The panel of experts included Dr. Jennifer Vanderhart of Analytics Research Group; Dr. Robert Vigil of Analysis Group, Inc.; Stephen Holzen of Stout Risius Ross, Inc.; Krista Holt of GreatBridge Consulting, Inc.; and moderator Raymond Van Dyke, LES Washington, D.C. Chapter Chair and Founder of Van Dyke Law.  

The event was attended by LES President, Brian O'Shaughnessy, and supported by members of the LES Washington, D.C. Chapter Advisory Council: Jennifer Vanderhart, Dan Bucca, and Thomas Wiseman.

Raymond Van Dyke, Hon. Paul Michel, Jennifer Vanderhart, Dan Bucca, Thomas Wiseman, Brian O'Shaughnessy

The panel spoke on various damages topics and engaged in a dynamic roundtable discussion that encouraged and included considerable attendee participation.  In addition to recent developments in design patent damages and extraterritoriality, the panel addressed continuing developments in apportionment, the entire market value rule, and other issues. 

The session also discussed the application of the "Book of Wisdom," as well as the use of econometrics, citation data and survey evidence in damages calculations.  Dr. Vanderhart introduced the audience to econometrics terms such as multicollinearity and heteroskedasticity.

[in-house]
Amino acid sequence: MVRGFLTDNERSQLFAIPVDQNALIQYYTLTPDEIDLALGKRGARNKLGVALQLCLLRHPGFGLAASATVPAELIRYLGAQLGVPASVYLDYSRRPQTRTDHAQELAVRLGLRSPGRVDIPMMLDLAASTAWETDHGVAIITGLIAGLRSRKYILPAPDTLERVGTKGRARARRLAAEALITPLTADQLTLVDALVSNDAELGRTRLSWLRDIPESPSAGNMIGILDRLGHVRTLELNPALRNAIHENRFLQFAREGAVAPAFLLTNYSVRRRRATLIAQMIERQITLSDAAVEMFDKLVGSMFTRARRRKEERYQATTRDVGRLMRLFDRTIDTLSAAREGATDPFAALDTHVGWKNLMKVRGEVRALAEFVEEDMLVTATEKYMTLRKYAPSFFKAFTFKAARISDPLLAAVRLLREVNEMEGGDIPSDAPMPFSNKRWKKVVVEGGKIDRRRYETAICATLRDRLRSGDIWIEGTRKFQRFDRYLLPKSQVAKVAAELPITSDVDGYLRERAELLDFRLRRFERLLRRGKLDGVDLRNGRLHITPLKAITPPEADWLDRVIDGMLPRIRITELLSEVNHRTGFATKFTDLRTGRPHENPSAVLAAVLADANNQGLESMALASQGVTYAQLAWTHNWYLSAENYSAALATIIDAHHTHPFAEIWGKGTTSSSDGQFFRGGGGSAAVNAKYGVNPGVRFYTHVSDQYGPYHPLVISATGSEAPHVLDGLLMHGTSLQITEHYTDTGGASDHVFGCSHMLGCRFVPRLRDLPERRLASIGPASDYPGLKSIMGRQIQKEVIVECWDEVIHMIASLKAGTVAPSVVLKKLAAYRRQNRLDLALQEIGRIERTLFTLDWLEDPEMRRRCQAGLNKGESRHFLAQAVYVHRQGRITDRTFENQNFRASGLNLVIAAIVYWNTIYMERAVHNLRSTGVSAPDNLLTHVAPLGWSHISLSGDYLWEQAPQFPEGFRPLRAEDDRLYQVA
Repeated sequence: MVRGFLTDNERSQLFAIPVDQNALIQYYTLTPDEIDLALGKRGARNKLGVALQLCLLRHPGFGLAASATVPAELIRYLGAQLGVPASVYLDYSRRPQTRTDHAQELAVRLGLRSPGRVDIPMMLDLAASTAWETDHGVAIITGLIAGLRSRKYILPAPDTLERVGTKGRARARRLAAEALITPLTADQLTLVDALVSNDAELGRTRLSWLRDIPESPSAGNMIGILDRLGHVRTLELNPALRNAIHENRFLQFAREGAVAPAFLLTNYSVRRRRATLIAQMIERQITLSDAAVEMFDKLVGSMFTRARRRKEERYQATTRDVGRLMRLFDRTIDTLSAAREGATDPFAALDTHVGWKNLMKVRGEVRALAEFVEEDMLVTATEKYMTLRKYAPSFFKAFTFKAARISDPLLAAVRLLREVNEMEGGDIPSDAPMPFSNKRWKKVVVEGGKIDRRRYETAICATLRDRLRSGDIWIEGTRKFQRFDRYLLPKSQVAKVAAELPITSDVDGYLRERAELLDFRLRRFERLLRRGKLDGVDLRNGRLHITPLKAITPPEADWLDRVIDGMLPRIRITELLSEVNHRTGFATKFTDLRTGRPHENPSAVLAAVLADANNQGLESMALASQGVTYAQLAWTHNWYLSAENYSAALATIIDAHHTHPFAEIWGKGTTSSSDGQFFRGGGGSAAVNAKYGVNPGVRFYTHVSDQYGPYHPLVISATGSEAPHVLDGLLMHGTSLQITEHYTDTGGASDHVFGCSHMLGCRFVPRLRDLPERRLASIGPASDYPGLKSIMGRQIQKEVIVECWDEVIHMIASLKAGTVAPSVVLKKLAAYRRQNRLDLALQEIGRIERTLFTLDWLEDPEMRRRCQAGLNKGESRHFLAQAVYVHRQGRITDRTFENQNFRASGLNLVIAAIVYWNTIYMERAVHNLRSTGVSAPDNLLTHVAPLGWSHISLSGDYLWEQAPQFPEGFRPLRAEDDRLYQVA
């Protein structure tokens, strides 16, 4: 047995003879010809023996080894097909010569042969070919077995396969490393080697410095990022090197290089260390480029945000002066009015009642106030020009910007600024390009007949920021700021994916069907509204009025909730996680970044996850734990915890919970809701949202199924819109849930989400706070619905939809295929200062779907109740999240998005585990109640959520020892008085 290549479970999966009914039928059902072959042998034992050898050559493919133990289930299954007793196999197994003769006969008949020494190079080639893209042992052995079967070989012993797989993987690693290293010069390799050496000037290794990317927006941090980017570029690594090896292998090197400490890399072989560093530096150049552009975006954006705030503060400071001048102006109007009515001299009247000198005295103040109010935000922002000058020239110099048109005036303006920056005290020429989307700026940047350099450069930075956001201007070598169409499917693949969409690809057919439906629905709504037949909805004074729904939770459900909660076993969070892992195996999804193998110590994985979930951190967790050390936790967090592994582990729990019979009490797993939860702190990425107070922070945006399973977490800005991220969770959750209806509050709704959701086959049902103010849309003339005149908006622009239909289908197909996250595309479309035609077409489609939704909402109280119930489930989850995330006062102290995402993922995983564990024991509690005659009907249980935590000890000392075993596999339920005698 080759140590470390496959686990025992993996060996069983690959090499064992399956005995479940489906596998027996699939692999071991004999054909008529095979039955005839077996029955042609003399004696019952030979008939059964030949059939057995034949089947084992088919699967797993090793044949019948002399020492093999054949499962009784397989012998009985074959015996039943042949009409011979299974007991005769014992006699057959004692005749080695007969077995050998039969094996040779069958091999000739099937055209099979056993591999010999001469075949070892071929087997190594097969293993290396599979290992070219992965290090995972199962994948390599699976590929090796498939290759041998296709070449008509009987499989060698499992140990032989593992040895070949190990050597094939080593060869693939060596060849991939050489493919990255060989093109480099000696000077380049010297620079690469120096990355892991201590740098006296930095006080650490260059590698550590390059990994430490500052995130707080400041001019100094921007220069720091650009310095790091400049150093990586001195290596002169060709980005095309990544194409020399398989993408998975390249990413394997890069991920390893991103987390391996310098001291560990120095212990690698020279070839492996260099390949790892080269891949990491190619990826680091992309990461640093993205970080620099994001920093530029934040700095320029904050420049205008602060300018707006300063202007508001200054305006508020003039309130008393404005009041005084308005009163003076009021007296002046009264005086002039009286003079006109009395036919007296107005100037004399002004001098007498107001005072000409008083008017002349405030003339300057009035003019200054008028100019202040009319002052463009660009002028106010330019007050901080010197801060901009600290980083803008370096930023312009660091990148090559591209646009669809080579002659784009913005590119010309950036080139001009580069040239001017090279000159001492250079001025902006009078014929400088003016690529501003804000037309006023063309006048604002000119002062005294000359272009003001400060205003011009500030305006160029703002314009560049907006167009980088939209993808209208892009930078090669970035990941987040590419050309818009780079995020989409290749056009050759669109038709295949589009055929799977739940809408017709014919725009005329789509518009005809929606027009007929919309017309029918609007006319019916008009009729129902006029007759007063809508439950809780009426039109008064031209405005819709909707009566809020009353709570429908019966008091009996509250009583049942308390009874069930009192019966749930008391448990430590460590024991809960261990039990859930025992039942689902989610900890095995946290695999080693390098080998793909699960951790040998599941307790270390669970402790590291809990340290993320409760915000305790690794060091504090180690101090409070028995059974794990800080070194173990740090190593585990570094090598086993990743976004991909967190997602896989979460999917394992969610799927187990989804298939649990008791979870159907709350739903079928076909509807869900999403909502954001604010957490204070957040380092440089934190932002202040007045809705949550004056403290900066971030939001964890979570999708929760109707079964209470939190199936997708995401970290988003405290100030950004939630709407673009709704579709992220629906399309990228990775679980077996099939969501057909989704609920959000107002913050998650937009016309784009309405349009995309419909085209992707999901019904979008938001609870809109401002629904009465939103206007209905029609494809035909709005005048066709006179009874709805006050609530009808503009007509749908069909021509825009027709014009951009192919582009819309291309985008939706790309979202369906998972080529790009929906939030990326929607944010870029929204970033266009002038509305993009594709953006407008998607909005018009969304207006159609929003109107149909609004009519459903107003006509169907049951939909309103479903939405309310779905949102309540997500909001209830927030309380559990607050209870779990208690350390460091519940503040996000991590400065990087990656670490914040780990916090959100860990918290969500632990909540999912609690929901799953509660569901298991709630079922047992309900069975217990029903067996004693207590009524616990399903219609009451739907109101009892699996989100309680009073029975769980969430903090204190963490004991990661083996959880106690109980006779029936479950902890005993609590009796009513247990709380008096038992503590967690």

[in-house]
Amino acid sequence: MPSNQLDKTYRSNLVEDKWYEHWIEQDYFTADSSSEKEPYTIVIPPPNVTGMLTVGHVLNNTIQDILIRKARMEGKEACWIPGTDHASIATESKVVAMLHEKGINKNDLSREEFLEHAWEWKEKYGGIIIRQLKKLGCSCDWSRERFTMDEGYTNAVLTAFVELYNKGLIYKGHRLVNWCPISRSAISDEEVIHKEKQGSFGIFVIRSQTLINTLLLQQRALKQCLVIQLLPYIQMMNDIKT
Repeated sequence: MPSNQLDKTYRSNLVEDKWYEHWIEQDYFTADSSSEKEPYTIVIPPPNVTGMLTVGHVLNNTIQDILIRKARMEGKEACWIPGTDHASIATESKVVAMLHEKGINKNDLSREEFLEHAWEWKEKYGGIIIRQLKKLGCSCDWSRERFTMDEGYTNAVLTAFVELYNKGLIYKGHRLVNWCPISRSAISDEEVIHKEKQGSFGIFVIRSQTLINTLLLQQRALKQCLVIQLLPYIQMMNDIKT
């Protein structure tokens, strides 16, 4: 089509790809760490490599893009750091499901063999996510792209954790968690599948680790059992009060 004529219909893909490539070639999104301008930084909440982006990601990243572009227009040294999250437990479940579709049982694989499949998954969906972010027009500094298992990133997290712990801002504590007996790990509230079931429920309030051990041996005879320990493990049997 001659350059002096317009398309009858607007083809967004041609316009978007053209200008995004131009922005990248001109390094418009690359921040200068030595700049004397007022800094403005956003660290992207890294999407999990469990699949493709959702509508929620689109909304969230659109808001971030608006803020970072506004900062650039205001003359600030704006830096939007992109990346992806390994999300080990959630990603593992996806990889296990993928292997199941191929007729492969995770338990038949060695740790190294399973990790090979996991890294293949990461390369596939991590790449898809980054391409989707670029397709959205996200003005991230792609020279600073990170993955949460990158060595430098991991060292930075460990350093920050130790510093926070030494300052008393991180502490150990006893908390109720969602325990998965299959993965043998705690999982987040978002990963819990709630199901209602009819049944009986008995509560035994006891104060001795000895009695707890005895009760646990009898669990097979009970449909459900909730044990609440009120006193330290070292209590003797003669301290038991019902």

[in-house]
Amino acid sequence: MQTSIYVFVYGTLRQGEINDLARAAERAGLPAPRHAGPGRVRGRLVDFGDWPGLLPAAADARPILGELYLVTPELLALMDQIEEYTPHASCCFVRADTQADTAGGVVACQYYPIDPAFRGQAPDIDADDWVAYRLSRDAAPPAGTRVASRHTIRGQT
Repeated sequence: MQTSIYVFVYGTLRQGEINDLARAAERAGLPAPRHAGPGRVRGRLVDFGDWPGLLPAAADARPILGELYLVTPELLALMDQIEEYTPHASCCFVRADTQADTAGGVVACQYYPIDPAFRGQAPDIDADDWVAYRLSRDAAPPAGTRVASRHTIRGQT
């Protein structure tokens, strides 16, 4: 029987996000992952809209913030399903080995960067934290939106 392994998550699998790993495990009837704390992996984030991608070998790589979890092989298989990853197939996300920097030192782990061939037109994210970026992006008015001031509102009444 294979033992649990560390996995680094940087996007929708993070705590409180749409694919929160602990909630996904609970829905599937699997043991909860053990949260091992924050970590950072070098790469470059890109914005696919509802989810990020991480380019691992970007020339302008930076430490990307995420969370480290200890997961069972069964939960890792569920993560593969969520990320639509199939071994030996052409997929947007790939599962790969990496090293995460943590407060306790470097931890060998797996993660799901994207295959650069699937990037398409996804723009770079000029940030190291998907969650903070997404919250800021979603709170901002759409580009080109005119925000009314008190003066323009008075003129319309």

Jennifer Vanderhart

Judge Michel spoke about the ongoing assault on the patent system and the influences of lobbyists on our legislators, who are overwhelmed and somewhat confused by patent reform and unfamiliar with the unintended consequences of the America Invents Act of 2011 (AIA).  

Another serious side effect from the AIA is the devaluation of patents and the undermining of startup companies relying on their intellectual property.  Judge Michel encouraged the audience members to become advocates and do what they can to keep the patent system from further deteriorating.

Podium: Krista Holt
Panel: Ryan Morris, Robert Vigil, Jennifer Vanderhart, Steven Holzen

The D.C. Chapter thanks the speakers, the attendees, and the event host, Sidley & Austin, for their involvement and support of this event and the LES Washington, D.C. Chapter.

Tags:  chapter_event  damages  patent  washington